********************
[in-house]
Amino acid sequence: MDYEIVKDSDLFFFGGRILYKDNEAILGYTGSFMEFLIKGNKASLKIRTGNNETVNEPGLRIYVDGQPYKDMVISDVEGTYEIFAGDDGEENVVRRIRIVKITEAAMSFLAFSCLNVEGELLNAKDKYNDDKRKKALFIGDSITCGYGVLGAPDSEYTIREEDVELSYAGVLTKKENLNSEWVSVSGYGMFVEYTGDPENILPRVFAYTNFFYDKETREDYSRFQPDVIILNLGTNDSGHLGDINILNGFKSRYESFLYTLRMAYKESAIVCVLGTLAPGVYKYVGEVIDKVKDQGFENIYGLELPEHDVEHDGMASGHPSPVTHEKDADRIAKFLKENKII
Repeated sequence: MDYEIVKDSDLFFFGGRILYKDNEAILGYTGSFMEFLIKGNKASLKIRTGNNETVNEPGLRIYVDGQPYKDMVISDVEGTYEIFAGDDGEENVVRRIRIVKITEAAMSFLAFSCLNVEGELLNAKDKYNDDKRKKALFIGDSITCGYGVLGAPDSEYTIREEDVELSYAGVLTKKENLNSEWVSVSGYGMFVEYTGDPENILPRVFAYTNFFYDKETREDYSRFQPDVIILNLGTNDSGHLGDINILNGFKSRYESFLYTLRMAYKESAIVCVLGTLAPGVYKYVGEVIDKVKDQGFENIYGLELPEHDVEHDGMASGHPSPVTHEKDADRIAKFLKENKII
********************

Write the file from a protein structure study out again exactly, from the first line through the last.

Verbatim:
[in-house]
Amino acid sequence: MDYEIVKDSDLFFFGGRILYKDNEAILGYTGSFMEFLIKGNKASLKIRTGNNETVNEPGLRIYVDGQPYKDMVISDVEGTYEIFAGDDGEENVVRRIRIVKITEAAMSFLAFSCLNVEGELLNAKDKYNDDKRKKALFIGDSITCGYGVLGAPDSEYTIREEDVELSYAGVLTKKENLNSEWVSVSGYGMFVEYTGDPENILPRVFAYTNFFYDKETREDYSRFQPDVIILNLGTNDSGHLGDINILNGFKSRYESFLYTLRMAYKESAIVCVLGTLAPGVYKYVGEVIDKVKDQGFENIYGLELPEHDVEHDGMASGHPSPVTHEKDADRIAKFLKENKII
Repeated sequence: MDYEIVKDSDLFFFGGRILYKDNEAILGYTGSFMEFLIKGNKASLKIRTGNNETVNEPGLRIYVDGQPYKDMVISDVEGTYEIFAGDDGEENVVRRIRIVKITEAAMSFLAFSCLNVEGELLNAKDKYNDDKRKKALFIGDSITCGYGVLGAPDSEYTIREEDVELSYAGVLTKKENLNSEWVSVSGYGMFVEYTGDPENILPRVFAYTNFFYDKETREDYSRFQPDVIILNLGTNDSGHLGDINILNGFKSRYESFLYTLRMAYKESAIVCVLGTLAPGVYKYVGEVIDKVKDQGFENIYGLELPEHDVEHDGMASGHPSPVTHEKDADRIAKFLKENKII